He 111H-22

The H-22 was another specialised variant of the He 111, designed to air-launch the V-1 flying bomb (Fieseler Fi 103A-1). After tests in the winter of 1943-4 this duty was given to KG 53, who launched around 1,200 flying bombs from the autumn of 1944. Of these perhaps 210 reached Britain, while KG 53 lost eight aircraft to British defences, whose main problem was slowing down enough to hit the heavily laden He 111s before they could release the flying bomb.

He 111H-23

The H-23 was a long range transport, produced in late 1944. It was designed to carry eight paratroops, and was meant for long range special operations. However, it did not see service in this role, and the small number of aircraft produced were converted back to bombers.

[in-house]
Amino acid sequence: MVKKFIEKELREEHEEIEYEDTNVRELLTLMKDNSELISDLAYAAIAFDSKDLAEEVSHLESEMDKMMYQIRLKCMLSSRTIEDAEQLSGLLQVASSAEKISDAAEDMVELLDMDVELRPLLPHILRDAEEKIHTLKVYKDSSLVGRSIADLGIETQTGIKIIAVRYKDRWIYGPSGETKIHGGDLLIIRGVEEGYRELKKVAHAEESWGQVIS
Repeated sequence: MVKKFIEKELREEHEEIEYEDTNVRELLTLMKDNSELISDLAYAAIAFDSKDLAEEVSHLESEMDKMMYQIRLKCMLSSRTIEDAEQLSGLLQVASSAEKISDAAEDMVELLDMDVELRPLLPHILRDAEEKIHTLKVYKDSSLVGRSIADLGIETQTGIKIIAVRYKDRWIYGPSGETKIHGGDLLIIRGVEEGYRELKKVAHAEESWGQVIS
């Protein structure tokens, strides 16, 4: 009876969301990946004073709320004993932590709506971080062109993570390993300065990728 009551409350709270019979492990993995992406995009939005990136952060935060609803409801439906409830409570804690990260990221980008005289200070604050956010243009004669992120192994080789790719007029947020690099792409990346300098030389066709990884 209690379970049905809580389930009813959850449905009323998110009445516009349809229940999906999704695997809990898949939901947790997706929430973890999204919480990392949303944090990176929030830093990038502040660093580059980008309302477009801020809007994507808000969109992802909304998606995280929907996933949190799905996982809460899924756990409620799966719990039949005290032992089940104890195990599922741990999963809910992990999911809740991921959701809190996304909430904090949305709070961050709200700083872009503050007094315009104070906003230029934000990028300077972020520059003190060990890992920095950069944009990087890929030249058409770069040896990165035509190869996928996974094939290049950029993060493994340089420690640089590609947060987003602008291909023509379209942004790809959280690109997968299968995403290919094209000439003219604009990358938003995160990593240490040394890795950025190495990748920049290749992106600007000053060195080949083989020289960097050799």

Statistics H-6
Engine: Two Junkers Jumo 211F-2 12 cylinder liquid cooled inline engines
Horsepower: 1,350
Span: 73 feet 9.8 inches
Length: 53 feet 9.7 inches
Max Speed: 270 mph at 19,700 feet
Ceiling: 22,000 feet
Range: 1211.7 miles
Bomb load: 2000kg/ 4409.2lb

Heinkel He 111, Ron Mackay (Crowood Aviation). A comprehensive look at one of the most famous German aircraft of the Second World War, taking us through its pre-war development, its time as the Luftwaffe's most important bomber early in the war, to its long decline and the eventual collapse of the German bomber force.[see more]
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How to cite this article: Rickard, J (22 June 2007), Heinkel He 111H, http://www.historyofwar.org/articles/weapons_he111H.html